Visual Studio Standard or Professional?

Hello all,

I’ve just downloaded the GoWin eval. I’m from the Linux world and the only Windows programming I’ve done dates to VB6. My customers are predominantly Windows desktop users and there is no web functionality in my product, so I have (tentatively) decided to develop in Visual C# .NET 2.0 as opposed to Java.

Which edition of Visual Studio 2005 is recommended for GoWin - Standard or Professional? Are there GoWin features that will require me to use VS Professional? I know Professional costs much more, but I don’t want any messy upgrades midstream.

Do I need this thing called ASP.NET? It looks like a separate Microsoft product but their website is useless for making any kind of intelligent purchase decision.

Finally, can I eval GoWin using the Visual C# Express edition?

I’d appreciate any answers to the questions, even those questioning my choice of .NET over Java.


Any of the editions and versions (2003 or 2005) of Visual Studio will work fine. You don’t even need to use Visual Studio at all – nothing in our kit requires the use of Visual Studio or even another IDE. Although I personally haven’t tried it, I am very confident you should be able to use the Visual C# Express edition.
If you want to build stand-alone Windows applications, as you did with VB6, you’ll want to use .NET Windows Forms. These applications can either be installed in the traditional manner, or can be installed over the web. If the target machines are running the .NET 2.0 run-time, you will be able to use ClickOnce deployment of your Windows Forms applications.
If you want to build web applications, you’ll want to use ASP.NET. For comparison, JSP was modeled on ASP. Java Server Faces roughly corresponds to ASP.NET Web Forms. ASP.NET code runs on the server and generates HTML. You’ll use GoDiagram Web (aka GoWeb) instead of GoDiagram Win. GoDiagram Web generates images that any browser can display, along with some JavaScript to handle mouse up and mouse down events that get sent back to the server to be interpreted as if they had happened locally on a GoDiagram Win (Windows Forms) application.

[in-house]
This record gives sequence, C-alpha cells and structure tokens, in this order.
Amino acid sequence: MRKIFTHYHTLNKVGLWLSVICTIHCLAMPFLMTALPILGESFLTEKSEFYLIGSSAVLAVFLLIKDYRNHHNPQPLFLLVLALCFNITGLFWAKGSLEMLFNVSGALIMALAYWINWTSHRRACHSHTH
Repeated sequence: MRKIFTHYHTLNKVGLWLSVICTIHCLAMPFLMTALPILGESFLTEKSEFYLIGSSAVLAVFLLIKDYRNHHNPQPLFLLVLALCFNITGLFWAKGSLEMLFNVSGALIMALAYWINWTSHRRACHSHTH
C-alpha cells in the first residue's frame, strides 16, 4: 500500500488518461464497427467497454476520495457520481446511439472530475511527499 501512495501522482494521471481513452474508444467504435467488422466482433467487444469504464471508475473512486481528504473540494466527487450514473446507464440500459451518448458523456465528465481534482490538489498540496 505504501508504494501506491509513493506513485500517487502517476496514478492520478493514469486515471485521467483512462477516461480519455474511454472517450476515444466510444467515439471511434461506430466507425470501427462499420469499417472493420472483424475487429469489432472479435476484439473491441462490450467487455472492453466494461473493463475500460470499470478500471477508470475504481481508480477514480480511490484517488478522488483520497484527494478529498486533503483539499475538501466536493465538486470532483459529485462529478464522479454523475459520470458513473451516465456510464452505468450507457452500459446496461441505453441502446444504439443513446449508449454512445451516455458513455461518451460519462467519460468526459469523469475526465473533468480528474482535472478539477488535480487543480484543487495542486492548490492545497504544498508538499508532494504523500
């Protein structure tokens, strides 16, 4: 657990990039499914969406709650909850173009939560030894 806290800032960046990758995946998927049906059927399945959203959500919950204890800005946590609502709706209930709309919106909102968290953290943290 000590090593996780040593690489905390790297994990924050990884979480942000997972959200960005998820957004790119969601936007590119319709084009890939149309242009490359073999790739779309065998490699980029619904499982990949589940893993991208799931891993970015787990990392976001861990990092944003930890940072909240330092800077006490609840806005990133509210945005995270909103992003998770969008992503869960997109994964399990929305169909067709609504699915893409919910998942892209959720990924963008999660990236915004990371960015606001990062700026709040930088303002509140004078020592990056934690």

If you want to build web applications and can assume the clients will be running on Windows with Internet Explorer and will have the .NET runtime installed, then you can use Windows Forms controls embedded in your web pages.


Thanks very much for your reply, you have answered all my questions. I have perused the forum postings extensively, and I am happy to note that the claim of strong customer support on your company website is fully justified. I can see where small companies have the edge over big ones!

BTW, I found GoDiagram through an obscure message board. It needs to show up near the top of Google’s sponsored links.

Suggested keywords: development, block/diagram/ming, flow/chart/ing, SVG, XML


Thanks, in particular for suggesting keywords.
Actually, I never addressed the issue of C# and Java. I prefer C# to Java, mostly due to the presence of property syntax (in expressions; but I actually don’t like C# property definitions much since they tie the get{} and set{} too closely together semantically).
As a long-time Java programmer I very much shun all Microsoft “Java”, to avoid confusion/corruption. That started long before .NET, of course.
As far as choosing between them for a project, I think it depends entirely on the platform you have chosen. If it’s Windows only, choose .NET. Otherwise choose Java. That’s a bit simplistic, of course, since there are many other potential considerations. But that’s what it boils down to.